Orginal Publication Date
Explorations in Sights and Sounds
Unlike more traditional biographies, oral histories require that readers suspend their basic cultural assumptions about narrative. These assumptions, according to James Clifford, form a "myth of personal coherence" in which readers expect a narrator's life story to represent a coherent and continuous self. The discrepancy between what a reader expects and what a reader receives forces the editor of an oral life-story to choose among several editorial options. In Cousin Joe, a work which took over twenty years to collect, to transcribe, and to edit, Harriet Ottenheimer informs us that she chose from three editing possibilities. She decided not to present a wholly unedited text complete with coughs and pauses, nor did she want to provide a work which included editorial commentary which might confuse the editor's voice with the teller's voice. Instead, she chose a style which strived for "some measure of coherence ... intended for a general reading public” because Cousin Joe wanted his story to be a " best seller." This compromising editorial tack proves to have a more positive than negative effect on the narrative, but Ottenheimer's tendency toward an unedited text is plain. Although the book does exhibit standard spelling and grammar, much of the narrative is made up of unedited, rambling digressions.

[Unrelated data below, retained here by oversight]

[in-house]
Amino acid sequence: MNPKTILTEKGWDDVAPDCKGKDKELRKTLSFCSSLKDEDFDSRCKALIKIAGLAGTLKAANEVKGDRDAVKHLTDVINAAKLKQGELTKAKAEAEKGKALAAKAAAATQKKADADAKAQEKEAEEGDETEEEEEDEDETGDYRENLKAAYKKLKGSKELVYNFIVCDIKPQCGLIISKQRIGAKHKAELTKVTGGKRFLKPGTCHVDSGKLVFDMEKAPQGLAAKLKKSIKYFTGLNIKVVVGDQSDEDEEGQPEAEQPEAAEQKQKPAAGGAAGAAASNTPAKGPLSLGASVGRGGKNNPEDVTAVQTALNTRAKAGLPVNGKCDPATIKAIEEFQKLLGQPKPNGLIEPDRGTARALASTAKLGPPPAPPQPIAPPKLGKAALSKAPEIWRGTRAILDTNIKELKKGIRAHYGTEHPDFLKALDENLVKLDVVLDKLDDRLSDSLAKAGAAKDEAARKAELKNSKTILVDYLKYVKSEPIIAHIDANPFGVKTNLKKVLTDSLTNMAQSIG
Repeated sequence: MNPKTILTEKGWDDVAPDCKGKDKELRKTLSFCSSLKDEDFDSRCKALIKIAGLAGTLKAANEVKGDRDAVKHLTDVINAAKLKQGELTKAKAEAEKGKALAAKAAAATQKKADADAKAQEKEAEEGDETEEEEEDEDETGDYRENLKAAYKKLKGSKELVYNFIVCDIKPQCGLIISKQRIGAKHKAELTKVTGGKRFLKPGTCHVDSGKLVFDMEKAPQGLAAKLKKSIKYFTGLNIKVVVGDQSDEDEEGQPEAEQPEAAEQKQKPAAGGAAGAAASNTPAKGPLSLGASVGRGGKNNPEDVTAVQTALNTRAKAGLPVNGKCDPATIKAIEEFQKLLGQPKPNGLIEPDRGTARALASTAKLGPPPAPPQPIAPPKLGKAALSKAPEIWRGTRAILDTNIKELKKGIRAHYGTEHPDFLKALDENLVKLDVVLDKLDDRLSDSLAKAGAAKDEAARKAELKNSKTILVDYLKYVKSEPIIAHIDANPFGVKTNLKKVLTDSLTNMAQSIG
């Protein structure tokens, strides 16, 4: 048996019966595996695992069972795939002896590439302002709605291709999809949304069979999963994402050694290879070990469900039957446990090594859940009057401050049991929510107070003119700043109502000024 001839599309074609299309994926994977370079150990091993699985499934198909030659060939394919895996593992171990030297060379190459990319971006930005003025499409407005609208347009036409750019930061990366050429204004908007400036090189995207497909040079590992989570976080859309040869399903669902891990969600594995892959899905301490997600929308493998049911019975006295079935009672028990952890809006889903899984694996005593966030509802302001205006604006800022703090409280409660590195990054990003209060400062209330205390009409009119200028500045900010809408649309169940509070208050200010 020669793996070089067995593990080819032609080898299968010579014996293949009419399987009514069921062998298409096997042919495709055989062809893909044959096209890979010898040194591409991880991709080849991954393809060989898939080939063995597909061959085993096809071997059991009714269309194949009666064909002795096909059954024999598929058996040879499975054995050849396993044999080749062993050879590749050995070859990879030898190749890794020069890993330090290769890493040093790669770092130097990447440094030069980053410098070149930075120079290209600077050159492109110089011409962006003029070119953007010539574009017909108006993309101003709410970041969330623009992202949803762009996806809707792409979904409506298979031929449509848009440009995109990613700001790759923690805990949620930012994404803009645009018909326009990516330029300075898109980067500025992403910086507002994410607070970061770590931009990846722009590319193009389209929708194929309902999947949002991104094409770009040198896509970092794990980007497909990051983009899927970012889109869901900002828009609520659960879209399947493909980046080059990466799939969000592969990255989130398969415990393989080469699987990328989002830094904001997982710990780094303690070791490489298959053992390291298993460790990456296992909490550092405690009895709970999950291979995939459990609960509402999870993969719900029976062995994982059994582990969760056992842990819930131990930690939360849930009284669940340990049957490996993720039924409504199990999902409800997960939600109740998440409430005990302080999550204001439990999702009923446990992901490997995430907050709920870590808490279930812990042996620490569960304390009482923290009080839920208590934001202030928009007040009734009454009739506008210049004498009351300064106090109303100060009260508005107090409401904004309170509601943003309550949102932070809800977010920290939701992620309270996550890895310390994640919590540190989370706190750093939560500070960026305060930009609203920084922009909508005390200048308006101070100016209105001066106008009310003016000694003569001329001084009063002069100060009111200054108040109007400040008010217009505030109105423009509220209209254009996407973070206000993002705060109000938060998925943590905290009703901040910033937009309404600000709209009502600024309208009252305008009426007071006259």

Copyright, ©EES, The National Association for Ethnic Studies, 1990